Officials noted during the weekend discussion that the commitment to equity is designed to build on the county’s existing equality initiatives dedicated to housing, health, childcare, and internet access. Research previously found a 10-year life expectancy gap between some Arlington residents depending on where they live and that students of color faced higher rates of obesity, teen pregnancy, and lower rates of care for mental health.
“Simply put, it’s about meeting people where they are,” Assistant County Manager Samia Byrd said of the new initiative. “And beginning to open doors to provide access to pathways that have been traditionally or systematically blocked.”
Byrd said Arlington will assemble an interdepartmental task force to address racial inequities that will include Arlington Public Schools, which has faced accusations of racial bias in student discipline, and settled a lawsuit with the Department of Justice over inadequate support for English-language learning students.
“The vast majority of our history is one where government has played a role in creating and maintaining racial inequities,” said GARE Director Julie Nelson. “And so for us it’s really important for us to recognize what our vision is, and what our values are, and to act accordingly.”
GARE currently works with local governments in around 40 states, including Virginia and Maryland, according to its website.
“The current paradigm is challenging the premise of equality and instead considering equity,” Byrd noted.
“Frankly this is a step forward for the families that [the Arlington Food Assistance Center] serves,” said AFAC’s Executive Director and CEO Charles Meng.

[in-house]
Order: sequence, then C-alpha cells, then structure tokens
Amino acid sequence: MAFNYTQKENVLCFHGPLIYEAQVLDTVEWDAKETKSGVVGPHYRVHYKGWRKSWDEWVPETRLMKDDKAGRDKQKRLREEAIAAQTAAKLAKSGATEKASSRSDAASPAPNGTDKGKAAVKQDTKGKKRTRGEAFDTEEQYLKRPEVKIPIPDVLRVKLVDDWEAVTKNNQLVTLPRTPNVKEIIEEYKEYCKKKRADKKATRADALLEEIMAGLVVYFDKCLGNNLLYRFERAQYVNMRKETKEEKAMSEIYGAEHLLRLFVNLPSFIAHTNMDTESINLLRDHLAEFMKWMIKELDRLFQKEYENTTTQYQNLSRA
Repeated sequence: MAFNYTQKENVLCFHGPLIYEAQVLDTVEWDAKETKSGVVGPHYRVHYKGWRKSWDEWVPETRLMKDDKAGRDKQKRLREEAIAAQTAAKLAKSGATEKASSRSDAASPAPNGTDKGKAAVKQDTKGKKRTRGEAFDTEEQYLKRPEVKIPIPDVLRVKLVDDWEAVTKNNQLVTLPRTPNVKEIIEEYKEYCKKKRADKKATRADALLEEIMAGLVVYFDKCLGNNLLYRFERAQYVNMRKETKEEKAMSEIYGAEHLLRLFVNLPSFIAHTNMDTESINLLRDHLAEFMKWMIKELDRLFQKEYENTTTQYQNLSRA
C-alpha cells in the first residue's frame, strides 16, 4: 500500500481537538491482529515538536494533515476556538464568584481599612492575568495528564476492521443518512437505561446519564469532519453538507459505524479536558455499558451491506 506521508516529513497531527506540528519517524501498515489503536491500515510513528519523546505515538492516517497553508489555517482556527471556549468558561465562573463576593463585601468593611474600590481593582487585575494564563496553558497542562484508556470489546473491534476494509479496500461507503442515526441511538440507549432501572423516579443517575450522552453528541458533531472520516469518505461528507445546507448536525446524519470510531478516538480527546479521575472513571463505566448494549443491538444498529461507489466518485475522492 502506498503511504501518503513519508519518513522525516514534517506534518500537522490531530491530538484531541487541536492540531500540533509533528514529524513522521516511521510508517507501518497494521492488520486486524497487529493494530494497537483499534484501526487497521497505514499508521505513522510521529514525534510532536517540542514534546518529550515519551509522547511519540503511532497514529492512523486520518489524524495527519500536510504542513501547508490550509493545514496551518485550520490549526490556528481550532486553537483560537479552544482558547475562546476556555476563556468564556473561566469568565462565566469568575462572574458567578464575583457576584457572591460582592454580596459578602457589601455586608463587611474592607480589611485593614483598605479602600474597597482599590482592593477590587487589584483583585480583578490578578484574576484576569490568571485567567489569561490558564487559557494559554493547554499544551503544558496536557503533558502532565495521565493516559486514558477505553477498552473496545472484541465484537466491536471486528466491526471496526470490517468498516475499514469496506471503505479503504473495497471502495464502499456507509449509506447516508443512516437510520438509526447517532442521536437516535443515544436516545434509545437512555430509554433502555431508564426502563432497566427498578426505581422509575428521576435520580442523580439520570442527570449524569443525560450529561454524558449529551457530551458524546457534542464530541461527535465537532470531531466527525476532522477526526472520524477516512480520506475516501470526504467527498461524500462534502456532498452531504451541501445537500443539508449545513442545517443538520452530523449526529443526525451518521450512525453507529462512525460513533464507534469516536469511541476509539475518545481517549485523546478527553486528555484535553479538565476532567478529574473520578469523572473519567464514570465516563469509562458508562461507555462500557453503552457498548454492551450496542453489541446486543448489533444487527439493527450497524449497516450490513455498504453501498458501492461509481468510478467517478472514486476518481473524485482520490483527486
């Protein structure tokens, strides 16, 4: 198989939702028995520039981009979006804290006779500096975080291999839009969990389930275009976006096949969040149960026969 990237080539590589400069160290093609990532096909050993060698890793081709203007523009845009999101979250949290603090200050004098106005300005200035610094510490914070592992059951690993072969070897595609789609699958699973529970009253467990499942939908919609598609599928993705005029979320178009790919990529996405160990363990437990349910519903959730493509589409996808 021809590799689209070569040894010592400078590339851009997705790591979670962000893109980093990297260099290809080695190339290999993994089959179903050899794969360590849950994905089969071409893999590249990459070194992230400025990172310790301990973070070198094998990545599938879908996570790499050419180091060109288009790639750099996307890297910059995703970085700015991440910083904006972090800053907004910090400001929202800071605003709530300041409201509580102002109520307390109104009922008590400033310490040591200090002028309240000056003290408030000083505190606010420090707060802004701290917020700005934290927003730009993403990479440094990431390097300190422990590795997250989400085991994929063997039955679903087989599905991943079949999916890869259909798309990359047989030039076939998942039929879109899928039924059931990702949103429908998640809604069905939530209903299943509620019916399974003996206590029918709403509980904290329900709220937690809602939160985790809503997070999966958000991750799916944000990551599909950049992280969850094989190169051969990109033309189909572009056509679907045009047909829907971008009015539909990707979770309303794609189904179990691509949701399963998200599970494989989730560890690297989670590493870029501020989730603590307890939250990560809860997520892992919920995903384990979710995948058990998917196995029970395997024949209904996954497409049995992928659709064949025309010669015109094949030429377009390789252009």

“This isn’t about feeling good,” said Board member Libby Garvey. “It’s about making it better for everybody.”
Water Main Break Near Courthouse — Updated at 8:10 a.m. — “Emergency Water Main Repairs: Crews working on a 3-inch main at 2000 N. Adams St. The area includes high-rise buildings and some 100 customers could be affected. Traffic is detoured around the work site.” [Twitter]
Gun, Drug Arrest at Pentagon City Metro — A man is facing a litany of gun and drug-related charges after being arrested by Metro Transit Police officers for alleged fare evasion at the Pentagon City station this past Thursday. [Twitter]
APS Hits Full Bus Driver Staffing — “The school year began with full staffing of drivers and bus attendants, who serve 18,000 eligible students over 154 routes, using 200 buses.” [InsideNova]
DCA Starbucks Closing Permanently — “Beginning on or about Monday, September 9, Starbucks on the Ticketing level of Terminal B/C will close to make way for construction of a steel-framed glass divider.” [Reagan National Airport]